For me my main inspiration comes from nature. Things that inspire me are plants growing out of crevices of buildings (I love how ferns are growing out of Queensberry bridge above peoples heads at Riverland). How quickly disused spaces in cities are transformed into bird and plant filled oasis’.
National Geographic - I have almost every copy from the last 50 years. Passionate growers, builders, architects, photographers- people like Earl Carter, he makes me view my own work in a different way.
What does a typical day at work involve for you?
Early starts (which I love).. I have a little more time these days (post Greenhouse Melbourne). Last Wednesday is was up at 4am picking Sedum flowers, I had noticed that by the early morning these flowers are covered in bees making them impossible to pick, so I had to pick them lit by the headlights of my truck. I then did my Wednesday route… Wall, Batch, Riverland, Rockpool, Vue de Monde and some private clients. At 10am I had a meeting to discuss Greenhouse Perth, at 12pm I passed by Waste Converters to look at some timber for flooring that I can possibly use for the next Greenhouse. By 2pm I was on the property again weeding, maintaining and cultivating our trees. At 5pm I’m a family man (showing the girls how to weed!).
What are you most proud of professionally?
The relationships I’ve developed with my collaborators.
What’s the best thing about your job?
The best and the worst: that my job is forever changing and evolving, I have to remain adaptable to all possibilities.
And the worst?
I never seem to be satisfied with my work!
In all honesty I’m living it. I love the people I collaborate with, my clients, the diversity of things that I do and the freedom to express/ create what I believe in.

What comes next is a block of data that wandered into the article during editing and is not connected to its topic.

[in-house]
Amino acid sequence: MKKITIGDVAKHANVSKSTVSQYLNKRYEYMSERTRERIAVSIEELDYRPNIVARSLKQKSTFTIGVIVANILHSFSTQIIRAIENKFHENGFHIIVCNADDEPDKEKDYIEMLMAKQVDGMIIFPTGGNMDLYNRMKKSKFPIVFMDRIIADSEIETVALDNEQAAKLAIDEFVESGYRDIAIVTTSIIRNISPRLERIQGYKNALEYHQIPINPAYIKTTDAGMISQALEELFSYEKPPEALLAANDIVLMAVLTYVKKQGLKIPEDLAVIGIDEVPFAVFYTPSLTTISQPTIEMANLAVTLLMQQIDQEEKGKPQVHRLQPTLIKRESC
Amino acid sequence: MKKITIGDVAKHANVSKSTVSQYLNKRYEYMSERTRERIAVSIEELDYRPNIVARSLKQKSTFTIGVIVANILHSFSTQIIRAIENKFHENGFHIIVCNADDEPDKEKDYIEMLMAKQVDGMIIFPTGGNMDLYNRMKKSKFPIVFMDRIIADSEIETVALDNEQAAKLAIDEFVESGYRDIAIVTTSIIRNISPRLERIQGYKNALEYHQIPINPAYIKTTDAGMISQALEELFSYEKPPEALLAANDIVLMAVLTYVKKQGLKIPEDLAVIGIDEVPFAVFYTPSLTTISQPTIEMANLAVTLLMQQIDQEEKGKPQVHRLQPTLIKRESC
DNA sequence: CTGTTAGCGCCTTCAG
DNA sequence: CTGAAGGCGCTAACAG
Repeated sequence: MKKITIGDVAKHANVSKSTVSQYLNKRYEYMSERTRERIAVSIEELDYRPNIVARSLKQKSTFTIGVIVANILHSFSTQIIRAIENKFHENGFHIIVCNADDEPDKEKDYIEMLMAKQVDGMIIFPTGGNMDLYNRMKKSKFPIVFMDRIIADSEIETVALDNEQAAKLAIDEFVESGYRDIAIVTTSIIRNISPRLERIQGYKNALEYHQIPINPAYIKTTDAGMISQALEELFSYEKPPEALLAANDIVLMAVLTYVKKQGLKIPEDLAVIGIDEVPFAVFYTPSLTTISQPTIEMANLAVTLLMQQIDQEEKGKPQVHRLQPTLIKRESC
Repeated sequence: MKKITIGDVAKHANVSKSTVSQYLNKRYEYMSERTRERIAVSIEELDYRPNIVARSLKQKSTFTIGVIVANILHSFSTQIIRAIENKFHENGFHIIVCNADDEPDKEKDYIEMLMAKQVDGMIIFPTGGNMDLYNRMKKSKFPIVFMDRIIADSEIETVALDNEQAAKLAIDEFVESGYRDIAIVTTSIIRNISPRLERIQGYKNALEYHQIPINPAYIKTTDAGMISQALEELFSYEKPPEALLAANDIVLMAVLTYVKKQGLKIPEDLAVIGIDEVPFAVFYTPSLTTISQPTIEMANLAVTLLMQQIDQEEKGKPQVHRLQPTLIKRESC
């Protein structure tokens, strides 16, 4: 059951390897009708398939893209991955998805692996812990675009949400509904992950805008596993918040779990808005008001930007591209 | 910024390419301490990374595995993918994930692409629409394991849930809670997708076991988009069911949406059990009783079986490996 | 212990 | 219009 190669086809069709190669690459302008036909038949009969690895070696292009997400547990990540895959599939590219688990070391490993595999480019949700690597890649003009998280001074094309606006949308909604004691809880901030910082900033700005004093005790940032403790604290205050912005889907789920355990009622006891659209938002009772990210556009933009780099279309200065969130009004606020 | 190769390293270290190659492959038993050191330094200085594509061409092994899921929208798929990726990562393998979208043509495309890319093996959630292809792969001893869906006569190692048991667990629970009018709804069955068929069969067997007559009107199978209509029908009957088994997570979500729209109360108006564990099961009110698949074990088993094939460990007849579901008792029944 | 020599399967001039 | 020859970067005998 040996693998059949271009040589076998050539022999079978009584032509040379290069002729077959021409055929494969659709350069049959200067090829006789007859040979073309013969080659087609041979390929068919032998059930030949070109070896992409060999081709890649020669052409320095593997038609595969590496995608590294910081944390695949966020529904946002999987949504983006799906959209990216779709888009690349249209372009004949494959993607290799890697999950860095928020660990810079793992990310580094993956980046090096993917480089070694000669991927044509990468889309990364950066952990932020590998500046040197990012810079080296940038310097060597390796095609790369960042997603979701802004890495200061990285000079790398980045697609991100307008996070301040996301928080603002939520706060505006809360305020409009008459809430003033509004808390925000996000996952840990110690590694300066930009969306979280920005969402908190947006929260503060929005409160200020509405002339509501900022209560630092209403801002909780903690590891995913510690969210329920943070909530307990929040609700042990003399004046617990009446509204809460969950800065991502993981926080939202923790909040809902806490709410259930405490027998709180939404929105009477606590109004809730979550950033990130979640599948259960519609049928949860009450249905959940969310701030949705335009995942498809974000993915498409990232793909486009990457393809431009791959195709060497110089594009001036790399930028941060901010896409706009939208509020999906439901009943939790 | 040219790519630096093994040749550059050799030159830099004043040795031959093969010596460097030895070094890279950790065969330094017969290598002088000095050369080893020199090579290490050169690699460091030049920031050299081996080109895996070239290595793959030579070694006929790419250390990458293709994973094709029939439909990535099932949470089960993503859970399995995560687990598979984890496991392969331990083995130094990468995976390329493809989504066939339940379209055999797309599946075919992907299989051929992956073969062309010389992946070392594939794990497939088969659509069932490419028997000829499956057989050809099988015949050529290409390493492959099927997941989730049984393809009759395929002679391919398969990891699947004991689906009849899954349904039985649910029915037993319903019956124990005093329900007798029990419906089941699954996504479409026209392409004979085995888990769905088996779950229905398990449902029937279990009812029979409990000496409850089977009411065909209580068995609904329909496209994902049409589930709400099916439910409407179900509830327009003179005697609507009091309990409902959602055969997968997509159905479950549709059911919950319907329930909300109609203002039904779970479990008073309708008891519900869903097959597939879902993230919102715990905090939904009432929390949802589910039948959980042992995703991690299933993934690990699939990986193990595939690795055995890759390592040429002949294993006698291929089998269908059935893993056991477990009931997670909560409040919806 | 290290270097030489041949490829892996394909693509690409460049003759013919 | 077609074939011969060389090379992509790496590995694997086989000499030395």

What are you looking forward to?
Holidays with my family! Hopefully after Greenhouse Milan is installed (fingers crossed!) we can tour around Italy together.
Melbourne Questions –
What/where was the last great meal you ate in Melbourne?
Now you’ve got me going.. I’m very fortunate that one of my good mates is also a fantastic chef. He’s always experimenting with new tastes and textures and on occasion, when I’m doing the flowers for his restaurant (Vue De Monde) Shannon will call me out the back and ask ‘what do you think about this?’ as he hands me a morsel of something incredible. This is how lucky I am: this week alone Jason Chan at ‘Batch’ made one of his childhood favourite dishes, Johnny at ‘Journal’ gave me some amazing prosciutto with olive oil great bread and some fontina, down the road Aleks at ‘Mille’ (named after his beautiful father who helped me with my bookkeeping for years!) gave me some Mozzarella di bufala de Campana sliced with fresh tomato and olive oil (un-fucking believable), then to top it all off Shannon made a tart with fresh cream and the biggest blackberries you’ve ever seen! Every second Thursday I head off to ‘Innocent Bystander’ early to do their installation- I came home with Pip’s fresh casalinga and strawberry and aniseed jam from the ‘Jam Lady’… life doesn’t get any better than this!
As mentioned I’ve been extremely lucky to have such an amazing circle of people that I’ve worked with for a long time. People like Nonda Katsalidis who I regard as having one of the most beautiful minds (when I asked him why all his buildings were on La Trobe St he replied:”I’ll only do buildings within walking distance” so progressive – as a city I wish we would realize what a creative talent he is, truly original). I would also have to say though that Georgina O’Connor is one of my favourite collaborators we work together seamlessly.
In amongst the trees on the block.
Melbourne’s best kept secret?
The people.. and their willingness to back an idea. I’ve spent a lot of time recently talking to people from other cities about the Greenhouse project and they all consistently say: “Wow.. how amazing that Melbourne supported your idea and that you were able to get the project up.”